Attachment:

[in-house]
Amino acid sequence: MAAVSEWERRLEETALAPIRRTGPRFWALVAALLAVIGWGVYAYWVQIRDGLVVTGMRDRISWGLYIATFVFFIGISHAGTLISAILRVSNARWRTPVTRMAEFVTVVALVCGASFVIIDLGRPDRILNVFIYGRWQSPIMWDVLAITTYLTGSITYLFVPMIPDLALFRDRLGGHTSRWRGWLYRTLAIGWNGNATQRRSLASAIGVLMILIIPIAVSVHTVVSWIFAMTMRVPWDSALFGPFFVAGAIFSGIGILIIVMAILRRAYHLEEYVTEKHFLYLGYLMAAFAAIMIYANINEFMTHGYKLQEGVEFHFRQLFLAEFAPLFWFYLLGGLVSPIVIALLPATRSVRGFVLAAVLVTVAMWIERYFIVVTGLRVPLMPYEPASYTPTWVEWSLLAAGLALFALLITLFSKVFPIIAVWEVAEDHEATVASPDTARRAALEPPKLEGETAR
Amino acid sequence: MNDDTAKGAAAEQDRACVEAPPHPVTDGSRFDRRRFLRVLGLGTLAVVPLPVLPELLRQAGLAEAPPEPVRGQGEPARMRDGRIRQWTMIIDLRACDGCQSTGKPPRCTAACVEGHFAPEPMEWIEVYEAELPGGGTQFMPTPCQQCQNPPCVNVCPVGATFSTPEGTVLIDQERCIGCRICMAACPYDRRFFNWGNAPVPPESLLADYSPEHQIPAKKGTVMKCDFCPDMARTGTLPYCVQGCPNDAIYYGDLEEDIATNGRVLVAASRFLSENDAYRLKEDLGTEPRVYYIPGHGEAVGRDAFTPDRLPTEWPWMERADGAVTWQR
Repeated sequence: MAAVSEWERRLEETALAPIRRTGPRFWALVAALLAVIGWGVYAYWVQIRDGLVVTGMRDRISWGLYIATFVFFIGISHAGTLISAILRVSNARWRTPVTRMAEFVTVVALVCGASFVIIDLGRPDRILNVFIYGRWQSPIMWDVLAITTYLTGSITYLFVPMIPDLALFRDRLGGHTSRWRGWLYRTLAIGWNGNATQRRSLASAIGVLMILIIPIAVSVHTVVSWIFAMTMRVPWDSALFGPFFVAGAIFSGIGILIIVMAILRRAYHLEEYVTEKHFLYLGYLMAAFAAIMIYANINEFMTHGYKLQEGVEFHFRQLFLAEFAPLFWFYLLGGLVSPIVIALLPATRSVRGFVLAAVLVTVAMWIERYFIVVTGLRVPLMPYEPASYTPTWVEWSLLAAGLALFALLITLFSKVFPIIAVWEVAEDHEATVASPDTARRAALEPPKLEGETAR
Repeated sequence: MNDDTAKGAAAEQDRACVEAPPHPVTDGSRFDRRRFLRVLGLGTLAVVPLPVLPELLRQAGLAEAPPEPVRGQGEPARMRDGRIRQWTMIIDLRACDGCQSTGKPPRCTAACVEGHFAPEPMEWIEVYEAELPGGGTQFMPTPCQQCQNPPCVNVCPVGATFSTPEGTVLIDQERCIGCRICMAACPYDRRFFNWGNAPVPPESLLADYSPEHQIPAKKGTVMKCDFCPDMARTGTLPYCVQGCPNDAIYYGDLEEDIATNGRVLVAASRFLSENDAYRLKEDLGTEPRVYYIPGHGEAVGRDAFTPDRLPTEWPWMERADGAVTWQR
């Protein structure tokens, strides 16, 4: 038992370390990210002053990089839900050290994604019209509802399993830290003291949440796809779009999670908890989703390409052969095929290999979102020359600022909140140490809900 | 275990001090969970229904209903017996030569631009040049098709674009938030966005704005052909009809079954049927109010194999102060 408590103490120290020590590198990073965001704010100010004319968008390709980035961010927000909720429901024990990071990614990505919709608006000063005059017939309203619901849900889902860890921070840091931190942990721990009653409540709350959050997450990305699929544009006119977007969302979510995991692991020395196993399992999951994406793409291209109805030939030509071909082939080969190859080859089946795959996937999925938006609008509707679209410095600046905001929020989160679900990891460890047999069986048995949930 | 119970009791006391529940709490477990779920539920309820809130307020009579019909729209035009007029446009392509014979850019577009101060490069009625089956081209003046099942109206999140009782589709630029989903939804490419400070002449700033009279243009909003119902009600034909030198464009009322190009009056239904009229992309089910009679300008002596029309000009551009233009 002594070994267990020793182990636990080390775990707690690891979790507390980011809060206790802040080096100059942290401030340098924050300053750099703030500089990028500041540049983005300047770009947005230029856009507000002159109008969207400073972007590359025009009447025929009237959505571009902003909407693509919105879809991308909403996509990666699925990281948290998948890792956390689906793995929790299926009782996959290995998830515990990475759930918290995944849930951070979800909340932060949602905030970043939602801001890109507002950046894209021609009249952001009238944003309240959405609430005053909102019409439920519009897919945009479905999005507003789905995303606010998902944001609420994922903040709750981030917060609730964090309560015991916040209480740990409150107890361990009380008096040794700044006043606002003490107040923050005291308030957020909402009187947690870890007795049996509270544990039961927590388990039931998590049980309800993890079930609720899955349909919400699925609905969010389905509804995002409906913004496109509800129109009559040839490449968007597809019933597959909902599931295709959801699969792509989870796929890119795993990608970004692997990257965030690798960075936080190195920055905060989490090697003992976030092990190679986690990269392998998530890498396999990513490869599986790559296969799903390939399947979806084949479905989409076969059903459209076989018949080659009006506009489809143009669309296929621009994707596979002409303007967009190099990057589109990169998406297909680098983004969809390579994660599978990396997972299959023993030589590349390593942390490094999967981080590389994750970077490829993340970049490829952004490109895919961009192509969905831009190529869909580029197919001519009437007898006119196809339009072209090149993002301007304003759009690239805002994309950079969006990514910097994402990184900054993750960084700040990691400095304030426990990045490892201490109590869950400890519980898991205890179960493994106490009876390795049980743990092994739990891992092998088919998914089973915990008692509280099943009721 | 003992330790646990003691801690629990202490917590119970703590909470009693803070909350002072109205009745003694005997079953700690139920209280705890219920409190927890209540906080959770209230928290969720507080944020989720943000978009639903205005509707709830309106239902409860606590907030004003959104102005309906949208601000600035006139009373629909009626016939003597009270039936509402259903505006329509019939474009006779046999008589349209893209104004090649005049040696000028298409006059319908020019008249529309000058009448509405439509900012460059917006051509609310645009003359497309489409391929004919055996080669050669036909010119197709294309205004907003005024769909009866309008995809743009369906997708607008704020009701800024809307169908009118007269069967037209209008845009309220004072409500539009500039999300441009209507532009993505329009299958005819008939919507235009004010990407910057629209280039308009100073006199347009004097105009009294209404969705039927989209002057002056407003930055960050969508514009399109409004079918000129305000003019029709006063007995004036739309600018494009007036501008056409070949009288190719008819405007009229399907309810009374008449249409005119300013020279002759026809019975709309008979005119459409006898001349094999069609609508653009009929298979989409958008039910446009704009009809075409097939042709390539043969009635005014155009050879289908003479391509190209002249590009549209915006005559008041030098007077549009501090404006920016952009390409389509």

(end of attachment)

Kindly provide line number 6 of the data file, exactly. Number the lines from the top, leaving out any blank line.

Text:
């Protein structure tokens, strides 16, 4: 038992370390990210002053990089839900050290994604019209509802399993830290003291949440796809779009999670908890989703390409052969095929290999979102020359600022909140140490809900 | 275990001090969970229904209903017996030569631009040049098709674009938030966005704005052909009809079954049927109010194999102060 408590103490120290020590590198990073965001704010100010004319968008390709980035961010927000909720429901024990990071990614990505919709608006000063005059017939309203619901849900889902860890921070840091931190942990721990009653409540709350959050997450990305699929544009006119977007969302979510995991692991020395196993399992999951994406793409291209109805030939030509071909082939080969190859080859089946795959996937999925938006609008509707679209410095600046905001929020989160679900990891460890047999069986048995949930 | 119970009791006391529940709490477990779920539920309820809130307020009579019909729209035009007029446009392509014979850019577009101060490069009625089956081209003046099942109206999140009782589709630029989903939804490419400070002449700033009279243009909003119902009600034909030198464009009322190009009056239904009229992309089910009679300008002596029309000009551009233009 002594070994267990020793182990636990080390775990707690690891979790507390980011809060206790802040080096100059942290401030340098924050300053750099703030500089990028500041540049983005300047770009947005230029856009507000002159109008969207400073972007590359025009009447025929009237959505571009902003909407693509919105879809991308909403996509990666699925990281948290998948890792956390689906793995929790299926009782996959290995998830515990990475759930918290995944849930951070979800909340932060949602905030970043939602801001890109507002950046894209021609009249952001009238944003309240959405609430005053909102019409439920519009897919945009479905999005507003789905995303606010998902944001609420994922903040709750981030917060609730964090309560015991916040209480740990409150107890361990009380008096040794700044006043606002003490107040923050005291308030957020909402009187947690870890007795049996509270544990039961927590388990039931998590049980309800993890079930609720899955349909919400699925609905969010389905509804995002409906913004496109509800129109009559040839490449968007597809019933597959909902599931295709959801699969792509989870796929890119795993990608970004692997990257965030690798960075936080190195920055905060989490090697003992976030092990190679986690990269392998998530890498396999990513490869599986790559296969799903390939399947979806084949479905989409076969059903459209076989018949080659009006506009489809143009669309296929621009994707596979002409303007967009190099990057589109990169998406297909680098983004969809390579994660599978990396997972299959023993030589590349390593942390490094999967981080590389994750970077490829993340970049490829952004490109895919961009192509969905831009190529869909580029197919001519009437007898006119196809339009072209090149993002301007304003759009690239805002994309950079969006990514910097994402990184900054993750960084700040990691400095304030426990990045490892201490109590869950400890519980898991205890179960493994106490009876390795049980743990092994739990891992092998088919998914089973915990008692509280099943009721 | 003992330790646990003691801690629990202490917590119970703590909470009693803070909350002072109205009745003694005997079953700690139920209280705890219920409190927890209540906080959770209230928290969720507080944020989720943000978009639903205005509707709830309106239902409860606590907030004003959104102005309906949208601000600035006139009373629909009626016939003597009270039936509402259903505006329509019939474009006779046999008589349209893209104004090649005049040696000028298409006059319908020019008249529309000058009448509405439509900012460059917006051509609310645009003359497309489409391929004919055996080669050669036909010119197709294309205004907003005024769909009866309008995809743009369906997708607008704020009701800024809307169908009118007269069967037209209008845009309220004072409500539009500039999300441009209507532009993505329009299958005819008939919507235009004010990407910057629209280039308009100073006199347009004097105009009294209404969705039927989209002057002056407003930055960050969508514009399109409004079918000129305000003019029709006063007995004036739309600018494009007036501008056409070949009288190719008819405007009229399907309810009374008449249409005119300013020279002759026809019975709309008979005119459409006898001349094999069609609508653009009929298979989409958008039910446009704009009809075409097939042709390539043969009635005014155009050879289908003479391509190209002249590009549209915006005559008041030098007077549009501090404006920016952009390409389509």